American Purgatorio by John Haskell

From hope to despair and back
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The Independent Culture

"I went to New York, married a girl named Anne, and was in the middle of living happily ever after when something happened", Jack relates in the opening paragraph of this extraordinary first novel. What happened is that they pulled into a petrol station in New Jersey, and, while Jack was in the shop, Anne and their maroon station wagon disappeared. Jack's subsequent search for his wife takes him across the continent towards San Diego, her birthplace.

"I went to New York, married a girl named Anne, and was in the middle of living happily ever after when something happened", Jack relates in the opening paragraph of this extraordinary first novel. What happened is that they pulled into a petrol station in New Jersey, and, while Jack was in the shop, Anne and their maroon station wagon disappeared. Jack's subsequent search for his wife takes him across the continent towards San Diego, her birthplace.

In the course of his expedition, Jack throws himself on the mercy of strangers. But he can never quite connect: there is no venturing across the gap between himself and others. As his childlike simplicity becomes exposed, fellow transients exploit his vulnerability. "Do you know what has happened to you?" someone asks him with a resonance that is pure Kafka. Stuck, like Josef K, in a dark fairy tale, Jack confronts the despair of solitude. In one typically eloquent progression, he moves from desire to hope to belief while waiting for his car to be fixed. In the writer's solipsistic vision, the exterior world is just a representation of Jack's troubled soul. As doubt gradually undermines him, he begins to lose the will to live.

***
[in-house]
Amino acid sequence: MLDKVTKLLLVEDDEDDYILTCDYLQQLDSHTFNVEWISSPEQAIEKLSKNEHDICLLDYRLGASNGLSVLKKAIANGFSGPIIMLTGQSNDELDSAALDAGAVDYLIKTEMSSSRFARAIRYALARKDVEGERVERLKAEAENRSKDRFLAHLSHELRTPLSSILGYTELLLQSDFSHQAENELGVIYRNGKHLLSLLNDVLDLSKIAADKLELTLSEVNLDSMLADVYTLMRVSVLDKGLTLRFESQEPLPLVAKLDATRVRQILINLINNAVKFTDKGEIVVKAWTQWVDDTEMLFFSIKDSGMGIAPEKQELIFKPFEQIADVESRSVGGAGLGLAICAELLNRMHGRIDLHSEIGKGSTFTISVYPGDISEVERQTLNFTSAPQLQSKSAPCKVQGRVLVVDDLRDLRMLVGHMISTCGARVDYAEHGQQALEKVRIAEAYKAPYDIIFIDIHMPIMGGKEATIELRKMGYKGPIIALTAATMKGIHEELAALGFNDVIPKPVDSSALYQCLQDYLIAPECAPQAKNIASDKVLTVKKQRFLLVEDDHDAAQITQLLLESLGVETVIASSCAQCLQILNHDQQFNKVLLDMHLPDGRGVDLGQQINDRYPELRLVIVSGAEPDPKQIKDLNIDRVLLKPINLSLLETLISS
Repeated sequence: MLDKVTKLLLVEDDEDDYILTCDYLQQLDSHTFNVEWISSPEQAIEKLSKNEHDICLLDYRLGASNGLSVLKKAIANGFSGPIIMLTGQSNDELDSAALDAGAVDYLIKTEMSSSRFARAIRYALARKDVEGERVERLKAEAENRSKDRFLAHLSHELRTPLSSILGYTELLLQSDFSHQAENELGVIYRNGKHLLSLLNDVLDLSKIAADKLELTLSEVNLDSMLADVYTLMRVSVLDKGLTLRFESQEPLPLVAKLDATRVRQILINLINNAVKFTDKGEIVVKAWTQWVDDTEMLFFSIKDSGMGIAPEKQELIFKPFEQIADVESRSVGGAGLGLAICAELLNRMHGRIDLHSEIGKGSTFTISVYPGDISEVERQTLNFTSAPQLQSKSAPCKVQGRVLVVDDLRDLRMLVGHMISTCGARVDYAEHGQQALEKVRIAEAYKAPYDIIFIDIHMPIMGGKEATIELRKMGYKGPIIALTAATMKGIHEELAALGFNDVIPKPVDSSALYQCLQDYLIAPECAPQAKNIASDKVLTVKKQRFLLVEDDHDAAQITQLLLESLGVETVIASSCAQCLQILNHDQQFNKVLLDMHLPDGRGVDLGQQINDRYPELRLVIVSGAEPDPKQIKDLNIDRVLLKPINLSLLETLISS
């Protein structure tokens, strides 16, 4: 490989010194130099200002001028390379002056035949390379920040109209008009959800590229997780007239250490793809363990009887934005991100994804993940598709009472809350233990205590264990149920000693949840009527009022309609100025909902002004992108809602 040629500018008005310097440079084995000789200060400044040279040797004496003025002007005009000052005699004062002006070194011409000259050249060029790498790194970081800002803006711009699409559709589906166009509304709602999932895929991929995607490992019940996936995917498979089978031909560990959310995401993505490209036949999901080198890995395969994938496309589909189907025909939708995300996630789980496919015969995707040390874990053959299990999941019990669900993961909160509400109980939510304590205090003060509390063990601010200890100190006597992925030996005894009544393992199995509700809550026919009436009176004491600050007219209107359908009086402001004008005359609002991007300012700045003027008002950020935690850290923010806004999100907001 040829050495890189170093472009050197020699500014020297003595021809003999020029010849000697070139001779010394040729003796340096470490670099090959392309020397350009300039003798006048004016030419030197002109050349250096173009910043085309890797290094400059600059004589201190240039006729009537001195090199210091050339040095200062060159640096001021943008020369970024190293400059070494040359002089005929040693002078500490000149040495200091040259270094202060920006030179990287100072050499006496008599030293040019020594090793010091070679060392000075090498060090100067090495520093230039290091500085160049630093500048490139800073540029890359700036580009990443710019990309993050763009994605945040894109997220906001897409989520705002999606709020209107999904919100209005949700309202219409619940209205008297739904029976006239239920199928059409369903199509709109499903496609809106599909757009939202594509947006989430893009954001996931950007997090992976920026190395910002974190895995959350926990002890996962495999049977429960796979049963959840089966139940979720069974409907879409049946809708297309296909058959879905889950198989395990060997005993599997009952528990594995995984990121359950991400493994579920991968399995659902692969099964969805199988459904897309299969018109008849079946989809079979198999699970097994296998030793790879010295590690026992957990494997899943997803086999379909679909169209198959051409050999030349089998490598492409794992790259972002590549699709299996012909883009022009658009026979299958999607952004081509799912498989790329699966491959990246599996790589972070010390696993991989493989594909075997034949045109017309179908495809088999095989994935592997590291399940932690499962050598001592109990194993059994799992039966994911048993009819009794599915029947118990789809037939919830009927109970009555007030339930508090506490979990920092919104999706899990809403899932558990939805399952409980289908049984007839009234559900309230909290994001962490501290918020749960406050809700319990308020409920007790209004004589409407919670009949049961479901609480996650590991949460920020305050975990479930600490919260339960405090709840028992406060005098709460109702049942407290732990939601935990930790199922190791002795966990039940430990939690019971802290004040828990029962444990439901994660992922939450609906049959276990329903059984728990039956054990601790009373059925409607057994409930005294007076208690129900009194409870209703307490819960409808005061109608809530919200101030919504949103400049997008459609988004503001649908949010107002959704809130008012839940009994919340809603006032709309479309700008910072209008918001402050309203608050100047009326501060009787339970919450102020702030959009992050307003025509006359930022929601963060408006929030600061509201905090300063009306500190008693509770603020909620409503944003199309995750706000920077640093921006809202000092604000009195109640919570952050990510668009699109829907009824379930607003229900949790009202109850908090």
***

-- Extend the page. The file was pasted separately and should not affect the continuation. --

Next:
This is an abstract meditation on the nature of consciousness. Sad, funny and elegiac, American Purgatorio is a powerful portrayal of alienation in the 21st century.

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